The Ordinance amends the IPC to allow for death penalty as punishment for rape of girls below the age of 12 years.  While there is a larger question on allowing capital punishment, we discuss here the narrow question of introducing death penalty for the offence of rape.    

While examining punishment for the offence of rape, the Justice Verma Committee (2013) deliberated on whether death penalty should be awarded.4  The Committee acknowledged that though rape was a violent crime, the punishment should be proportionate, as it was possible to rehabilitate the survivor.  The Committee supported enhanced punishment extending up to life imprisonment for rape, but not death penalty.4  The Law Commission (2015) observed that in cases related to rape and murder of minor boys and girls, courts have differed in awarding death sentence.[5]  In March 2013, Parliament passed the Criminal Law (Amendment) Act, 2013 to amend the IPC to allow death penalty only in rape cases where the accompanying brutality leads to death or leaves the victim in a persistent vegetative state, and in cases of repeat offenders.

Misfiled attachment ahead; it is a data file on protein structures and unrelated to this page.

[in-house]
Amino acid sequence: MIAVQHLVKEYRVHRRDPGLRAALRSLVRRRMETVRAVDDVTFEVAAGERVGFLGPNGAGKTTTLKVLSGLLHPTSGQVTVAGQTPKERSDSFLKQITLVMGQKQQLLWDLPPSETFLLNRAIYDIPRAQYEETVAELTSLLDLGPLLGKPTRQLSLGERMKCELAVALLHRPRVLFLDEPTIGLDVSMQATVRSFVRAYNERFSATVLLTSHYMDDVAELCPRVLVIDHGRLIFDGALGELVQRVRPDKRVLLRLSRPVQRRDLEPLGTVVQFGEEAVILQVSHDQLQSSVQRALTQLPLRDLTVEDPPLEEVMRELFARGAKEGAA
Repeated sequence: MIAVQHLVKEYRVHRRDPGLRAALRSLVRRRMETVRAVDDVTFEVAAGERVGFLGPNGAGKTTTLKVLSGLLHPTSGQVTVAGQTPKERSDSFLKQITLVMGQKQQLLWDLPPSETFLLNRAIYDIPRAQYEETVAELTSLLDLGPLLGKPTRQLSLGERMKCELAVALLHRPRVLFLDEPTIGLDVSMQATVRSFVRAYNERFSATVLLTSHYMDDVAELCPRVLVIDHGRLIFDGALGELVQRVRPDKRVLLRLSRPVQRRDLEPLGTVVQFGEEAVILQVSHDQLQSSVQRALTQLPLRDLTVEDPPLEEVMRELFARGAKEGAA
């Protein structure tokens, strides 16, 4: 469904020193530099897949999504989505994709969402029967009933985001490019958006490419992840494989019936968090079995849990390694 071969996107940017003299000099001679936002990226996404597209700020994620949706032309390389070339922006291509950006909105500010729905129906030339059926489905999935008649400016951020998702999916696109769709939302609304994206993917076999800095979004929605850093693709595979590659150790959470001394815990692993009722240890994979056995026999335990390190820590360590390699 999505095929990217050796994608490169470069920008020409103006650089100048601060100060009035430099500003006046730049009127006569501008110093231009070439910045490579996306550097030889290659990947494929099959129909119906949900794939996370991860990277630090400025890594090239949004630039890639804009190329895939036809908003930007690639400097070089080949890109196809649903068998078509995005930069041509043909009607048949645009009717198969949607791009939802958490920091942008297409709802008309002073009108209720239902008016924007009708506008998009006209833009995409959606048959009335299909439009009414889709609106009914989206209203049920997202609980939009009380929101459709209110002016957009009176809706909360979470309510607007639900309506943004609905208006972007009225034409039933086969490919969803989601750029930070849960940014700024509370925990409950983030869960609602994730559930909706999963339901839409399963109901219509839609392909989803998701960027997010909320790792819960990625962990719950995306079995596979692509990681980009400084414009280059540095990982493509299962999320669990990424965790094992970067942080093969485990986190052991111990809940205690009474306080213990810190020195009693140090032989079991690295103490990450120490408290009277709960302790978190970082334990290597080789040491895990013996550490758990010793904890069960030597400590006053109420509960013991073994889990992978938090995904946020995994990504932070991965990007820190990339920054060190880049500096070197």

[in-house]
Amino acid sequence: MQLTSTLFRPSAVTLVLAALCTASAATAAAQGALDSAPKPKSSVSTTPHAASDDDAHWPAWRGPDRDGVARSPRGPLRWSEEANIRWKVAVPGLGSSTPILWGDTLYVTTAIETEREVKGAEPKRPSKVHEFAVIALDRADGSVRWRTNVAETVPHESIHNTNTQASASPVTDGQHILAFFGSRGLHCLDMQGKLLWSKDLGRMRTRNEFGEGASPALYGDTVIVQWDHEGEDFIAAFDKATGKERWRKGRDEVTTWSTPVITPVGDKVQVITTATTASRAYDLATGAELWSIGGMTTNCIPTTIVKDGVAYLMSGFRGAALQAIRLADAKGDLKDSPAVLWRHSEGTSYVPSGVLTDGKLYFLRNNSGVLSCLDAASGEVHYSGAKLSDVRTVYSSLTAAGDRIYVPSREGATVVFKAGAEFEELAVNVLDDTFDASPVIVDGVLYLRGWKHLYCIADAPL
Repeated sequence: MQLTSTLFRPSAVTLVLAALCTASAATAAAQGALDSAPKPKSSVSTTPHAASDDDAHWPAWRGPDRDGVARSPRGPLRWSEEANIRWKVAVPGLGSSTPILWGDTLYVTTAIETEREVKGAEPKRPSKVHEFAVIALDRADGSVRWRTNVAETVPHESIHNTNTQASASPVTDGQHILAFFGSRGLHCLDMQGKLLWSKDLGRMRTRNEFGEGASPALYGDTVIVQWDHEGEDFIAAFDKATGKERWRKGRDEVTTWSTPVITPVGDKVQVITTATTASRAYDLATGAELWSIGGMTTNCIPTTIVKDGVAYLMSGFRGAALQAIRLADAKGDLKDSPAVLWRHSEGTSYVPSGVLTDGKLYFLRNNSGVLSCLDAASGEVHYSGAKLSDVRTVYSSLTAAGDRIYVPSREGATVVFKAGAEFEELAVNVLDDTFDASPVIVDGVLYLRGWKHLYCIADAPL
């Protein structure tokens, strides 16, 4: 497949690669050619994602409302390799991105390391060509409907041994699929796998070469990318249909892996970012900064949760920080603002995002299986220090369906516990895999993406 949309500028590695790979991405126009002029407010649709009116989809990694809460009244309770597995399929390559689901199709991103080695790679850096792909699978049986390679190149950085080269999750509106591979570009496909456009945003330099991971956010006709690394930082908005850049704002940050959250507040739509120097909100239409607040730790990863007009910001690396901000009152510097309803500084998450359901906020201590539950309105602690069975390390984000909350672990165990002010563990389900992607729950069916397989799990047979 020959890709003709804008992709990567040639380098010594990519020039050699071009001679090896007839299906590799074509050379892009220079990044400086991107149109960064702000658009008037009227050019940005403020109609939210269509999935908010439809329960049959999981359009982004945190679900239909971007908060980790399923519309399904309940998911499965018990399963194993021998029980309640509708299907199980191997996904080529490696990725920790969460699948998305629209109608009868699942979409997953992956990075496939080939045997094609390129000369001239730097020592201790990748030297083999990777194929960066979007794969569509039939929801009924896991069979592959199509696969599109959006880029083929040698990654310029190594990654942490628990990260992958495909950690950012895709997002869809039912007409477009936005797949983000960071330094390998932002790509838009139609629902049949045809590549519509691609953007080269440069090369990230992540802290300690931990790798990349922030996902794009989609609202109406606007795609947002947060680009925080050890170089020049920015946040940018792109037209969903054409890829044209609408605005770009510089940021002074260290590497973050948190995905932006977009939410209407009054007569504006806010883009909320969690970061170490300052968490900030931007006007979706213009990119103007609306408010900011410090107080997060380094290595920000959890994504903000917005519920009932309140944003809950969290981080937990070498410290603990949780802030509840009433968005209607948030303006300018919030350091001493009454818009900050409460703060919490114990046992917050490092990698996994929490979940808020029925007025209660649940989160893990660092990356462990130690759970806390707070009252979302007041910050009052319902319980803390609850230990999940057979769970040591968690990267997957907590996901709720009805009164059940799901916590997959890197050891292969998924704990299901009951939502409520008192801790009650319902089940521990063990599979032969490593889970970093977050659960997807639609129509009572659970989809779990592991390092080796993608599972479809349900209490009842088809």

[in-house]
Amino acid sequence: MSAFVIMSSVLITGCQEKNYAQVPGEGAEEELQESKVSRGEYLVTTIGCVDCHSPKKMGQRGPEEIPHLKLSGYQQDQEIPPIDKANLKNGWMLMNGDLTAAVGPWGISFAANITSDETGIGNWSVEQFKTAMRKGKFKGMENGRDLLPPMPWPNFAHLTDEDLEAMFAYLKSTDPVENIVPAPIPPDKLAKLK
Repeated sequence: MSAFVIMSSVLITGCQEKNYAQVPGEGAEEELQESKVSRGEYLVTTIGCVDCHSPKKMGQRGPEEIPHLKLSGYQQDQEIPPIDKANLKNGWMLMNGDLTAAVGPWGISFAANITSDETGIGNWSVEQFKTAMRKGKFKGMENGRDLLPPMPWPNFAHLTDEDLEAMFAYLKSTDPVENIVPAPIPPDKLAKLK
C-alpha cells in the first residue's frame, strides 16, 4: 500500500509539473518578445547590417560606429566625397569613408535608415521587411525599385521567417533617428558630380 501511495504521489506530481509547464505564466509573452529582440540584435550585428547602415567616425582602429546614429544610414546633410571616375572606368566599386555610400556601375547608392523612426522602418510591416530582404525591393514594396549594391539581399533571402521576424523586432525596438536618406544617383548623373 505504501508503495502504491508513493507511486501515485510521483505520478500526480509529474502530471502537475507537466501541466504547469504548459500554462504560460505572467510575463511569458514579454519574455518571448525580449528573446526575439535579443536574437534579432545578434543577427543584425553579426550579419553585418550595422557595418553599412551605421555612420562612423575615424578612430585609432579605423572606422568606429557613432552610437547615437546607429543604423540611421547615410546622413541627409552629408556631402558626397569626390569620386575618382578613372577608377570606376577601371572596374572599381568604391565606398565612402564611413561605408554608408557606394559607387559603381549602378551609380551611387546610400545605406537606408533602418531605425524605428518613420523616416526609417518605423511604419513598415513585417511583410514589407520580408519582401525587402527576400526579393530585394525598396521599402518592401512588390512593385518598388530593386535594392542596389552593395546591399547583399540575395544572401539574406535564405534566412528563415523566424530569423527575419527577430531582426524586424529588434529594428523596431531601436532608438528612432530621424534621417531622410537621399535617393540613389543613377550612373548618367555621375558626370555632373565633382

On the other hand, it has been argued that imposing death penalty for rape crimes could deter individuals from committing the offence and therefore help reduce its incidence.6  Further, awarding death penalty allows for retributive justice for the victims.[6]  Over the years, various court judgements have narrowed the application of death penalty to the ‘rarest of rare’ cases and issued criteria to determine whether the accused deserves a death sentence.[7]  This implies that courts can award death sentence for rape only in exceptional circumstances, which include where the reformation and rehabilitation of the convict is not possible.4

 

[1]. Crime in India – 2016, The National Crime Records Bureau,http://ncrb.gov.in/StatPublications/CII/CII2016/pdfs/Crime%20Statistics%20-%202016.pdf

[2]. These states include Haryana, Madhya Pradesh, Rajasthan, and Arunachal Pradesh,https://www.thehindu.com/news/national/arunachal-prescribes-death-for-raping-girls-under-12/article23274886.ece.

[3]Report No. 172: Review of Rape Laws, Law Commission of India, March 2000.

[4]. Report of the Committee on Amendments to Criminal Law, 2013, January 23, 2013.

[5]. Report No. 262: The Death Penalty, Law Commission of India, August 2015. 

[6]. Report No. 35: Capital Punishment, Law Commission of India, September 1967.

[7]. Bachan Singh vs. State of Punjab (1980) 2 SCC 684; Macchi Singh vs State of Punjab (1983) 3 SCC 470.

Source:- Ministry of Law and Justice